Size wise, Cheeca Rocks is one of the smallest Sanctuary Preservation Areas, occupying only about 0.05 of a square nautical mile. This reef can be found around a mile south east of Upper Matecumbe Key, and like Hens and Chickens it’s a shallow reef.

As well as being the site of intense scientific study, Cheeca Rocks does permit anchoring, as long as mooring buoys are used to avoid damaging the delicate coral formations. Plenty of brain, star, fire and soft corals can be seen at Cheeca Rocks, as well as other sea life.

The patch reef is just a short boat trip away, and is a popular stop on many Islamorada snorkeling trips. At times the water can be greener in colour than that found further out to sea, as there is more algae present.

Coral in Cheeca Rocks

This translates into a food source for the ocean creatures that frequent Cheeca Rocks, which helps to attract many species of fish, green eels, parrotfish, blue tang and angelfish. You may also see West Indian Sea Egg urchins, Queen conch and sea turtles.

Other intriguing sea life forms often witnessed at Cheeca Rocks may include sea rods, plumes and fans as well as Branching Vase Sponges. The site is sometimes referred to as Cheeca Gardens, due to the colorful and almost floral appearance of much of the reef.

Like Hens and Chickens, Cheeca Rocks is one of the premier family spots for snorkeling near Islamorada, FL. The shallow patch reef is good for beginners, and it’s about the closest you’ll get to Islamorada snorkeling from the shore.  

Donut Hole

When approaching Donut Hole by boat it’s easy to see the reason for its name, as the reef is ring shaped. Many people who make the trip are rewarded with sightings of sea turtles, as well as plenty of colourful fish – both individually and in schools.

Donut Hole forms part of French Reef. This is one of the top spots for snorkeling from Key Largo or Islamorada, and is also pretty good for rookies. 

The site has various underwater caves to explore, as well as rocky ledges, and these provide a home for a range of sea life forms. Being deeper than other nearby places, the French Reef area is also popular with divers.

In addition to the Donut Hole, divers and snorkelers visit French Reef to see caverns like the Sand and Hard Bottom caves, Hourglass cave and Christmas Tree cave. The latter is a big cavern that divers can swim through, and is named for the Christmas Tree Worms inhabiting the area.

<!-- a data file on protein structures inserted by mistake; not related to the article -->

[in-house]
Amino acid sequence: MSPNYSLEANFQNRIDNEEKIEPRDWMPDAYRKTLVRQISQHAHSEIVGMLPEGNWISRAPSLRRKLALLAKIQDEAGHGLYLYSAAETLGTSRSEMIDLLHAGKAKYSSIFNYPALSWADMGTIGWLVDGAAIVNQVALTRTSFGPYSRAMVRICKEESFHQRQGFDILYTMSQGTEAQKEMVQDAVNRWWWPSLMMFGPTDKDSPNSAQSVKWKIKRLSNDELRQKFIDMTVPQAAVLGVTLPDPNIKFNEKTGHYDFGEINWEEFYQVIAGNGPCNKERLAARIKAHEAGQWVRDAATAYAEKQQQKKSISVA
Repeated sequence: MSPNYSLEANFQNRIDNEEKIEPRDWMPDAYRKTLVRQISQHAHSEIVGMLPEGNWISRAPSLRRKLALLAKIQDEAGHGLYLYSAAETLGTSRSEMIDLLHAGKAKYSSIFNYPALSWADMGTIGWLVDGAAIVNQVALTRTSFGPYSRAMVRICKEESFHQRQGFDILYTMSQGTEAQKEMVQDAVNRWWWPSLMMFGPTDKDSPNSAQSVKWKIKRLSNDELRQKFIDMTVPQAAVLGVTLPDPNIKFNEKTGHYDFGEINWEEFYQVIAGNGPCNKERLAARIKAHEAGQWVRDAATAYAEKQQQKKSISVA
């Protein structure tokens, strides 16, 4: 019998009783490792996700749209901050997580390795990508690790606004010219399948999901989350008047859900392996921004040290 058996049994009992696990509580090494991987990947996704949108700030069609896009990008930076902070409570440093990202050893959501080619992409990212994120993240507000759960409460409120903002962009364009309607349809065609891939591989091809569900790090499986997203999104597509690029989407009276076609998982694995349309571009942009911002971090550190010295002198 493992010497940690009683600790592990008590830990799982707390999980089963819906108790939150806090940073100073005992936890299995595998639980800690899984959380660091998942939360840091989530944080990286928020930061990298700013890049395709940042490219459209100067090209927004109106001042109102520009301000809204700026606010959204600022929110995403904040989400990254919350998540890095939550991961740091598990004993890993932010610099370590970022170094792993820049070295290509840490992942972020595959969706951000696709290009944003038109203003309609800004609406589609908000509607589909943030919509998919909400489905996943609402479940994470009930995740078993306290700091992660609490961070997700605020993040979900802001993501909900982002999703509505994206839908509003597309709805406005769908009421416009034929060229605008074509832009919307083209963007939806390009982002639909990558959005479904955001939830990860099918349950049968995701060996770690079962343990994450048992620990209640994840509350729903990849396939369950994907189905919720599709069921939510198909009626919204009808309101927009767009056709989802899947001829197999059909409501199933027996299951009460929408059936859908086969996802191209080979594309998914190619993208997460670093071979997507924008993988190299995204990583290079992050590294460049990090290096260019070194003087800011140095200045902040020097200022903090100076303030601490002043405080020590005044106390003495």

With a depth of around 25 to 30 feet, Donut Hole and other parts of French Reef are good for experienced snorkelers as well as open water divers. There are some breathtaking coral formations at the site, and snorkelers can also see these as they rise up to about 15 feet from the sea bed. 

This triangular reef is around six nautical miles from Key Largo, and is worth visiting due to its ledges, arches and caves in addition to the underwater life and of course the donut hole itself. The rocky formations tend to be named for their shapes – Hourglass cave being a typical example. Christmas Tree Cave, meanwhile, is so known because of the big star-shaped, conical coral mound jutting out from it. 

A profusion of sponges can be seen at the Donut Hole, so it’s worth venturing a little further out to sea – as well as a little deeper – if you want to witness some slightly more unusual underwater sights.


As you can see, snorkeling in Islamorada, FL is a popular activity – and very deservedly so. The best snorkeling in Islamorada, FL beats much of that found elsewhere in the Keys, as well as in the rest of Florida.

From sea sponges at the Donut Hole to unspoiled Cheeca Rocks, easy Hens and Chickens and the impressive reefs around Alligator Reef Lighthouse, there’s a whole new underwater world waiting for you when you go snorkeling in Islamorada.

 Looking for more Florida Keys information to plan your trip? Check out all of our Florida Keys Guides HERE.

About the author
Kristin Young